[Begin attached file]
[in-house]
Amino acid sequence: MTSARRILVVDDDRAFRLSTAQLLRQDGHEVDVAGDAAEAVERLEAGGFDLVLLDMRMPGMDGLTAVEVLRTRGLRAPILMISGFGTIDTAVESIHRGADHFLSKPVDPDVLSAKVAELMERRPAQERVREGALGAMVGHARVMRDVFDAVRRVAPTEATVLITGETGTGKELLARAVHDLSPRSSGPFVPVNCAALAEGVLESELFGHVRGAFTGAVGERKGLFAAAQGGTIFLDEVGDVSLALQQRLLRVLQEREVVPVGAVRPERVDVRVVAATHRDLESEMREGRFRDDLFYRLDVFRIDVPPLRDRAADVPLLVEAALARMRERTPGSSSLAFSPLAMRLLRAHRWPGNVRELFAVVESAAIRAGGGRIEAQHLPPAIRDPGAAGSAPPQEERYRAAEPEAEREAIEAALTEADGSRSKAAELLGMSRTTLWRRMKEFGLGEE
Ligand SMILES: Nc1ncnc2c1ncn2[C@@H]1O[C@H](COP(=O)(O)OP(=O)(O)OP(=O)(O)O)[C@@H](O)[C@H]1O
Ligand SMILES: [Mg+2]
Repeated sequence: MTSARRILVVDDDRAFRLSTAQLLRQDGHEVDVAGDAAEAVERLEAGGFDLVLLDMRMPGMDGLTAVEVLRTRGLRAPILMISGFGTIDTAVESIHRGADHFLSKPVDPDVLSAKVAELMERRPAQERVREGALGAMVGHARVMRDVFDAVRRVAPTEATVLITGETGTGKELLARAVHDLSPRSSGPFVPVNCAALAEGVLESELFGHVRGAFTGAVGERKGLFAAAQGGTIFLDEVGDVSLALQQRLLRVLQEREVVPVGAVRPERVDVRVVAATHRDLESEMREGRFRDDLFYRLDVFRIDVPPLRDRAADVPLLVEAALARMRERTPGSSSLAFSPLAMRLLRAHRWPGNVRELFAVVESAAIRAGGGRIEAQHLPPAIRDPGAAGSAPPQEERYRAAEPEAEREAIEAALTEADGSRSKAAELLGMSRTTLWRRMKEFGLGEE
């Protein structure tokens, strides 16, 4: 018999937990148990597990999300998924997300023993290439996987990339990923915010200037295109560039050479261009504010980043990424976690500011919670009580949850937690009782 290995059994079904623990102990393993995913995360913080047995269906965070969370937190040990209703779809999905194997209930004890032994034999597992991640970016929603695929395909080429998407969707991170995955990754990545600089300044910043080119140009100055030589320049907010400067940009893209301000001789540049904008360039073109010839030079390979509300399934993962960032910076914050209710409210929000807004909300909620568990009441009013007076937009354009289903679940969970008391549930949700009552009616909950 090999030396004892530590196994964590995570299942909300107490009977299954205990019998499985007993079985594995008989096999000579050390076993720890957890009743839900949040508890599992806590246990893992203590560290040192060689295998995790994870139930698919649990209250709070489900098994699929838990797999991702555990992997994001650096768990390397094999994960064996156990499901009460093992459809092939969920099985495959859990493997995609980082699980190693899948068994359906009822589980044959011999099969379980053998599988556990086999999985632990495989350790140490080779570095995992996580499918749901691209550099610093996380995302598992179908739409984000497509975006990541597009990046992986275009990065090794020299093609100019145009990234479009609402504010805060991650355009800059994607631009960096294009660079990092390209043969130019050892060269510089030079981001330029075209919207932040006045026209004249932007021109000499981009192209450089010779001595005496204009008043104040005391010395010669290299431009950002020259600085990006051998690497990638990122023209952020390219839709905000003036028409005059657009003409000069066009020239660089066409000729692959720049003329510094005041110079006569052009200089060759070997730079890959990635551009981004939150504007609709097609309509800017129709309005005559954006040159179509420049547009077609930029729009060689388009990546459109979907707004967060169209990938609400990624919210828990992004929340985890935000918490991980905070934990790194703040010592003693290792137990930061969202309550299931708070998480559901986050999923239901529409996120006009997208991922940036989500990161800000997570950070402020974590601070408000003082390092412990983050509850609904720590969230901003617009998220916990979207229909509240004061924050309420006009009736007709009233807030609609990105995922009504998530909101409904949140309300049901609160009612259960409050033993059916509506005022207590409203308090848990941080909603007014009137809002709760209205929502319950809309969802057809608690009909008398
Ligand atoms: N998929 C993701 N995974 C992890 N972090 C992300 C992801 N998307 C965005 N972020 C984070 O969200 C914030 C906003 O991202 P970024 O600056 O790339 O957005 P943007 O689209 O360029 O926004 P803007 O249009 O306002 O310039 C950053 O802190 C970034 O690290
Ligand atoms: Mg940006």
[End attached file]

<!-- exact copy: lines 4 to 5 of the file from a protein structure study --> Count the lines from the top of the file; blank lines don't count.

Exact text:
Ligand SMILES: [Mg+2]
Repeated sequence: MTSARRILVVDDDRAFRLSTAQLLRQDGHEVDVAGDAAEAVERLEAGGFDLVLLDMRMPGMDGLTAVEVLRTRGLRAPILMISGFGTIDTAVESIHRGADHFLSKPVDPDVLSAKVAELMERRPAQERVREGALGAMVGHARVMRDVFDAVRRVAPTEATVLITGETGTGKELLARAVHDLSPRSSGPFVPVNCAALAEGVLESELFGHVRGAFTGAVGERKGLFAAAQGGTIFLDEVGDVSLALQQRLLRVLQEREVVPVGAVRPERVDVRVVAATHRDLESEMREGRFRDDLFYRLDVFRIDVPPLRDRAADVPLLVEAALARMRERTPGSSSLAFSPLAMRLLRAHRWPGNVRELFAVVESAAIRAGGGRIEAQHLPPAIRDPGAAGSAPPQEERYRAAEPEAEREAIEAALTEADGSRSKAAELLGMSRTTLWRRMKEFGLGEE